Visualizing ARM templates with ARMata

Some time ago I wrote a short post about a tool for visualizing ARM templates called ARMVIZ - w

Some time ago I wrote a short post about a tool for visualizing ARM templates called ARMVIZ - while it's perfect for simple scenarios, it lacks more advanced features like toolbox, generating an image of architecture or quick recap of a resource. It also has problems with larger templates, which are barely readable and unfortunately is no longer maintained - at least at this moment. After discussing this problem with a group of Polish developers, we decided, that it'd great to create a new tool with extended functionality, which would take place of ARMVIZ in the future. This is how ARMata project was born.


ARMata differs greatly since it is no longer a web application - it is built with Electron so basically you can run it whenever Electron works(and since it is cross-platform, it works literally everywhere). Since you're installing it on your computer, it can perform much more advanced actions like editing files on your disk, using hardware acceleration for visualizing a template or interacting with other programs. It comes with automatic updates so you can be always up-to-date with all fresh features.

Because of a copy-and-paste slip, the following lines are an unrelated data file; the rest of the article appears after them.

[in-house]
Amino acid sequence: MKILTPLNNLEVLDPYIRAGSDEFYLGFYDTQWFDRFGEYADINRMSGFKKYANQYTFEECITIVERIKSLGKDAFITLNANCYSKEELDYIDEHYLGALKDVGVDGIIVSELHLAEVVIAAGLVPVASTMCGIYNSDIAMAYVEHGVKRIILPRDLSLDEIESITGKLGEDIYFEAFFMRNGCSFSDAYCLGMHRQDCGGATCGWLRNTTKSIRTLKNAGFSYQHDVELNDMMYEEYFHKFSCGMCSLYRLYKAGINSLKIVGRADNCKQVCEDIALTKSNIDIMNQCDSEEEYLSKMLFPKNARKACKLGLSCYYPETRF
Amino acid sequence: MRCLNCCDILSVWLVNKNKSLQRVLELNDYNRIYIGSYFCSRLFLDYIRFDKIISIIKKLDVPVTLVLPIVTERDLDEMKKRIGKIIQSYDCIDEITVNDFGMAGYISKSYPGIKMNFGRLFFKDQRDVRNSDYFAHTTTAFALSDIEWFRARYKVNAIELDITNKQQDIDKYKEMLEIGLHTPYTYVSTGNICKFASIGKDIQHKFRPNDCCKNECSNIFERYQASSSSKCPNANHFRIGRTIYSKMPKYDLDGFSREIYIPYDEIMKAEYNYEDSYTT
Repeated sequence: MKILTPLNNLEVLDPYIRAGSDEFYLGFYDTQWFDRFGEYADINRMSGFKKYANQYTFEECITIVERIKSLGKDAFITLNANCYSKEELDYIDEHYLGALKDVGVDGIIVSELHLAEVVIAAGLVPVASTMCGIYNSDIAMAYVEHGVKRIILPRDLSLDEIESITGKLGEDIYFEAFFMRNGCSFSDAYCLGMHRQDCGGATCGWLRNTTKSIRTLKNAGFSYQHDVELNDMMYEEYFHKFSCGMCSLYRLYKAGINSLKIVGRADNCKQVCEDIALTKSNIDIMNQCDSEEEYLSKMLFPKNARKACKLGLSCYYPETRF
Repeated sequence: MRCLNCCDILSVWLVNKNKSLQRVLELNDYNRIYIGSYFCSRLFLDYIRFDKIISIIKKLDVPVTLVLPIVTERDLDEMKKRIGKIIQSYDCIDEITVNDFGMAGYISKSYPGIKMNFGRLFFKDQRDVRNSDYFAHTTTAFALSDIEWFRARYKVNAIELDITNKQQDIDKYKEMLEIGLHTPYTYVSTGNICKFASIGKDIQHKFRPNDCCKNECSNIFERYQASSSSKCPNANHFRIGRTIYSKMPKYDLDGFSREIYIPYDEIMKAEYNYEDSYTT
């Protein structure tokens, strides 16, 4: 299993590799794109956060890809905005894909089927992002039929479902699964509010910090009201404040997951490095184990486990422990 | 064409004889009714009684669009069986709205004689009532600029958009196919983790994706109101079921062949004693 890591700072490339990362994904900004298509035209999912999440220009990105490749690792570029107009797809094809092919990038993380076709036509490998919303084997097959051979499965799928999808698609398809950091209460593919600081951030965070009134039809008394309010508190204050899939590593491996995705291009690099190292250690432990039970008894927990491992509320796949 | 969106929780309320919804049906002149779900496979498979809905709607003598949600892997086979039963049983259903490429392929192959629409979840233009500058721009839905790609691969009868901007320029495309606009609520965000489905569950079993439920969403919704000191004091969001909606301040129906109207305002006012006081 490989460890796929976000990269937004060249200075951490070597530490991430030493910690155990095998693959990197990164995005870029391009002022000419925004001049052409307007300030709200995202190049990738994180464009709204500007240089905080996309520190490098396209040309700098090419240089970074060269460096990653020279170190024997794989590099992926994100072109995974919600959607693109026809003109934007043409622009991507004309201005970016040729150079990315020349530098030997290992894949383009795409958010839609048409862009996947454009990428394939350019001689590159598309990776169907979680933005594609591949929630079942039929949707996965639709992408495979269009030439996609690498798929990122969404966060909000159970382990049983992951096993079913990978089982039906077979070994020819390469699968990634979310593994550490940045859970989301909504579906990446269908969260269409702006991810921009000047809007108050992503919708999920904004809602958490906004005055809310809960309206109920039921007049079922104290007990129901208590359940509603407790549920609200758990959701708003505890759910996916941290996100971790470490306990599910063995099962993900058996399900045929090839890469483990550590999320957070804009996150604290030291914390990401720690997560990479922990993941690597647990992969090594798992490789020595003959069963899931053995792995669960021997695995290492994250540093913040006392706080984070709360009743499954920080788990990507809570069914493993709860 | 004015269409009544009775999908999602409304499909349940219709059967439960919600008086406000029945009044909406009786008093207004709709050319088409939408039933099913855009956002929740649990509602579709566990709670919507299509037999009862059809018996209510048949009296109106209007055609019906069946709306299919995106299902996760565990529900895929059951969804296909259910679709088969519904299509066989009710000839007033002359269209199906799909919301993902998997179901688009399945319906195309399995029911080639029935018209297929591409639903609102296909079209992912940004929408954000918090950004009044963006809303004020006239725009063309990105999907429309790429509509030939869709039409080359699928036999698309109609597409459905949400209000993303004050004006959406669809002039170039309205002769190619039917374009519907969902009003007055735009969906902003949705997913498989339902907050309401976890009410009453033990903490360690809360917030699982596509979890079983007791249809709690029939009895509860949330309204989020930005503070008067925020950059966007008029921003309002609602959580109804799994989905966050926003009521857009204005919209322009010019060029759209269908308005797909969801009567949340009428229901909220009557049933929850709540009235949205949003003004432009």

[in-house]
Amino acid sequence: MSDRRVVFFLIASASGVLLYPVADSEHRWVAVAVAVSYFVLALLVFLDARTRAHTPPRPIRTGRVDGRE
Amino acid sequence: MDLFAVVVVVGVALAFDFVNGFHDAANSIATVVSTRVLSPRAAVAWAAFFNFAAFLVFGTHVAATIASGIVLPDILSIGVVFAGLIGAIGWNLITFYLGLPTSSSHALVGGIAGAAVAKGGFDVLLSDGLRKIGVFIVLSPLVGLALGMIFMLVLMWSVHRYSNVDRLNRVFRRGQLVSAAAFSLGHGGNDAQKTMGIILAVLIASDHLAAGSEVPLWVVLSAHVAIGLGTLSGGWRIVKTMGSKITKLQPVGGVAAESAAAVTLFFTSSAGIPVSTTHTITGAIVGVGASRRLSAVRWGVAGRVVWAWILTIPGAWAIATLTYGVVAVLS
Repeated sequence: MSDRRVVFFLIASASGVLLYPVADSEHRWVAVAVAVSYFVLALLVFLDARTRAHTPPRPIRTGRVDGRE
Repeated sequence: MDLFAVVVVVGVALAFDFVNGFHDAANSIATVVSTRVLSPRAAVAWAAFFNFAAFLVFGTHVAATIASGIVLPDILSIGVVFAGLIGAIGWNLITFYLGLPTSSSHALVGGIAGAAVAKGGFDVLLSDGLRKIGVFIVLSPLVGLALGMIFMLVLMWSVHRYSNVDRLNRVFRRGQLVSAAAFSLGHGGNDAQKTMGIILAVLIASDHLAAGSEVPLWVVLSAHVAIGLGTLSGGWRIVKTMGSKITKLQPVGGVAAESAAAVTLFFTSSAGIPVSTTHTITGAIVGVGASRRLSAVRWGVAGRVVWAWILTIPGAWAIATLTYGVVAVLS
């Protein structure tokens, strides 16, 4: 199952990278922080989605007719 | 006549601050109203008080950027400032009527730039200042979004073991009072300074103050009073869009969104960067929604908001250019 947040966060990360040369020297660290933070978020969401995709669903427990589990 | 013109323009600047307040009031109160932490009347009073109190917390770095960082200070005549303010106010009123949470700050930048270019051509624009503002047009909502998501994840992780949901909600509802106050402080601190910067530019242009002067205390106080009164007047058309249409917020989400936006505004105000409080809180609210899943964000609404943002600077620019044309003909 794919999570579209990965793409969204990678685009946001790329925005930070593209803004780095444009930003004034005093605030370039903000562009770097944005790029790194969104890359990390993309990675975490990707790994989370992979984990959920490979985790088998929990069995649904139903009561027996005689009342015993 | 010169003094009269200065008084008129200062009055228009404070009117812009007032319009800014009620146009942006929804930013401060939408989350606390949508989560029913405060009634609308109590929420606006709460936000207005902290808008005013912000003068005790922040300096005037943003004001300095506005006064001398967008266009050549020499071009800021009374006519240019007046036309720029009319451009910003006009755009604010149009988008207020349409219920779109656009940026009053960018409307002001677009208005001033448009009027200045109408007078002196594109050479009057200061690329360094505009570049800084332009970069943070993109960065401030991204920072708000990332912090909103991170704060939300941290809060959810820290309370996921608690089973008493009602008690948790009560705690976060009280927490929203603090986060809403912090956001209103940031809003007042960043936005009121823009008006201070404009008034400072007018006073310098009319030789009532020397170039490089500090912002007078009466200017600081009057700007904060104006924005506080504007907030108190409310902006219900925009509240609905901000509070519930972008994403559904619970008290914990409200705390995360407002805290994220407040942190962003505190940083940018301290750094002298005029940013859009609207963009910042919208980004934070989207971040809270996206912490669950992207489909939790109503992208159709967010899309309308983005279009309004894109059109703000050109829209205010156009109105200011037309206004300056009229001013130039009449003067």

Open source

Yes - it is open source and completely free - you can take it, use it and modify it without limits. The goal is to create a tool, which is accessible for as many people as possible, eases working with ARM templates(which can be really cumbersome) and speeds up development. What is more - you can help in achieving this goals at any time by reporting bugs, introducing UI changes or coding new features. 

Current status

Currently ARMata is at the beta stage with main functionalities like parsing a template, visualizing it or quick recap of a resource already implemented. There're even more ideas, which will be introduced sooner or later like:

  • live editing of a template
  • toolbox with a possibility to create a template from scratch
  • generating an image from a visualized template so it can be used in documentation

If you'd like to help, we'll be more than happy to welcome you - there's still many thing to do :)

Comments (2) -

620406 315622Just added this blog to my favorites. I enjoy reading your blogs and hope you keep them coming! 433385

Kamil Mrzygłód 9/1/2017 8:58:40 AM

Cool to hear that!

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